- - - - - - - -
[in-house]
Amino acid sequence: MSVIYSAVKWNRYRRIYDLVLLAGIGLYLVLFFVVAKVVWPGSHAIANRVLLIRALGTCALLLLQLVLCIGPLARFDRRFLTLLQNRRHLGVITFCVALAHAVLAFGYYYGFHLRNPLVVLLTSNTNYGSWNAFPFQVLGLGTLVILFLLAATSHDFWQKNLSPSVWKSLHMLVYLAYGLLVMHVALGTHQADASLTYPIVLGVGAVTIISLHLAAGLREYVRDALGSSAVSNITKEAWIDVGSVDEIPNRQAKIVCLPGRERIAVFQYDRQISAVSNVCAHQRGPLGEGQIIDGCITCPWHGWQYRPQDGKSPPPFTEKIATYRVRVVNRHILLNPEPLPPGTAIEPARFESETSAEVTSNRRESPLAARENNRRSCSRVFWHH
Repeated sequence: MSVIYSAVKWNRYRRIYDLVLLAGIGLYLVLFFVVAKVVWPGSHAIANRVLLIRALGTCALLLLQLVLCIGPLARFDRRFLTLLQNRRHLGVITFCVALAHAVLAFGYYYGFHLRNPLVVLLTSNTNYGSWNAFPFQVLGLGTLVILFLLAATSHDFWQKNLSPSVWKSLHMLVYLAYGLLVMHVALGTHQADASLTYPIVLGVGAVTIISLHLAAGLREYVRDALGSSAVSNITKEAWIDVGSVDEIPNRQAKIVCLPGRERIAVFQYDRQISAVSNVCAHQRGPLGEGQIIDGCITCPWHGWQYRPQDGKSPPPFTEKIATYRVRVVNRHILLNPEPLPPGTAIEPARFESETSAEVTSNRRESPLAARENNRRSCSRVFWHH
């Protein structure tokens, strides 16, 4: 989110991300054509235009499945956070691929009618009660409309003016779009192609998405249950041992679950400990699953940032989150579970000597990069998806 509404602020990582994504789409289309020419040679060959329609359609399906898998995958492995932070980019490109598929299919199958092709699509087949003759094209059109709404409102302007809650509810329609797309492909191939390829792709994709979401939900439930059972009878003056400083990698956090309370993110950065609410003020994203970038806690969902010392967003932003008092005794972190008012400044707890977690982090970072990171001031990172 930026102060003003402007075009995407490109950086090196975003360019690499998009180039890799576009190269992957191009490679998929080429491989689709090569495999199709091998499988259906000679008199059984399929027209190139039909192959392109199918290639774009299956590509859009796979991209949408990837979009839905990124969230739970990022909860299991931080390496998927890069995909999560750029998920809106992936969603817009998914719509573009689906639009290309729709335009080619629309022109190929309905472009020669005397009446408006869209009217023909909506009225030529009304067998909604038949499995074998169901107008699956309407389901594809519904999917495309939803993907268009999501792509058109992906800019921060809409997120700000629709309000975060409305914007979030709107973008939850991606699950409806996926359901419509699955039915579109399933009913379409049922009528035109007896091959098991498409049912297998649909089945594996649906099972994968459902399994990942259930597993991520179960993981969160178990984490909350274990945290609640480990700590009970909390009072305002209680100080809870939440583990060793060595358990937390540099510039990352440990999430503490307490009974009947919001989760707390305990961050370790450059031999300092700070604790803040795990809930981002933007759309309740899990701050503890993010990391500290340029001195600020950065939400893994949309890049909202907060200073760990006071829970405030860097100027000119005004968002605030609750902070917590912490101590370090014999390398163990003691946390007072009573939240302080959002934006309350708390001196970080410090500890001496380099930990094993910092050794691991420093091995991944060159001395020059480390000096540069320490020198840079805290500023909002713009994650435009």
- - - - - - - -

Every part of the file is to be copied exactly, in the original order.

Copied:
[in-house]
Amino acid sequence: MSVIYSAVKWNRYRRIYDLVLLAGIGLYLVLFFVVAKVVWPGSHAIANRVLLIRALGTCALLLLQLVLCIGPLARFDRRFLTLLQNRRHLGVITFCVALAHAVLAFGYYYGFHLRNPLVVLLTSNTNYGSWNAFPFQVLGLGTLVILFLLAATSHDFWQKNLSPSVWKSLHMLVYLAYGLLVMHVALGTHQADASLTYPIVLGVGAVTIISLHLAAGLREYVRDALGSSAVSNITKEAWIDVGSVDEIPNRQAKIVCLPGRERIAVFQYDRQISAVSNVCAHQRGPLGEGQIIDGCITCPWHGWQYRPQDGKSPPPFTEKIATYRVRVVNRHILLNPEPLPPGTAIEPARFESETSAEVTSNRRESPLAARENNRRSCSRVFWHH
Repeated sequence: MSVIYSAVKWNRYRRIYDLVLLAGIGLYLVLFFVVAKVVWPGSHAIANRVLLIRALGTCALLLLQLVLCIGPLARFDRRFLTLLQNRRHLGVITFCVALAHAVLAFGYYYGFHLRNPLVVLLTSNTNYGSWNAFPFQVLGLGTLVILFLLAATSHDFWQKNLSPSVWKSLHMLVYLAYGLLVMHVALGTHQADASLTYPIVLGVGAVTIISLHLAAGLREYVRDALGSSAVSNITKEAWIDVGSVDEIPNRQAKIVCLPGRERIAVFQYDRQISAVSNVCAHQRGPLGEGQIIDGCITCPWHGWQYRPQDGKSPPPFTEKIATYRVRVVNRHILLNPEPLPPGTAIEPARFESETSAEVTSNRRESPLAARENNRRSCSRVFWHH
């Protein structure tokens, strides 16, 4: 989110991300054509235009499945956070691929009618009660409309003016779009192609998405249950041992679950400990699953940032989150579970000597990069998806 509404602020990582994504789409289309020419040679060959329609359609399906898998995958492995932070980019490109598929299919199958092709699509087949003759094209059109709404409102302007809650509810329609797309492909191939390829792709994709979401939900439930059972009878003056400083990698956090309370993110950065609410003020994203970038806690969902010392967003932003008092005794972190008012400044707890977690982090970072990171001031990172 930026102060003003402007075009995407490109950086090196975003360019690499998009180039890799576009190269992957191009490679998929080429491989689709090569495999199709091998499988259906000679008199059984399929027209190139039909192959392109199918290639774009299956590509859009796979991209949408990837979009839905990124969230739970990022909860299991931080390496998927890069995909999560750029998920809106992936969603817009998914719509573009689906639009290309729709335009080619629309022109190929309905472009020669005397009446408006869209009217023909909506009225030529009304067998909604038949499995074998169901107008699956309407389901594809519904999917495309939803993907268009999501792509058109992906800019921060809409997120700000629709309000975060409305914007979030709107973008939850991606699950409806996926359901419509699955039915579109399933009913379409049922009528035109007896091959098991498409049912297998649909089945594996649906099972994968459902399994990942259930597993991520179960993981969160178990984490909350274990945290609640480990700590009970909390009072305002209680100080809870939440583990060793060595358990937390540099510039990352440990999430503490307490009974009947919001989760707390305990961050370790450059031999300092700070604790803040795990809930981002933007759309309740899990701050503890993010990391500290340029001195600020950065939400893994949309890049909202907060200073760990006071829970405030860097100027000119005004968002605030609750902070917590912490101590370090014999390398163990003691946390007072009573939240302080959002934006309350708390001196970080410090500890001496380099930990094993910092050794691991420093091995991944060159001395020059480390000096540069320490020198840079805290500023909002713009994650435009």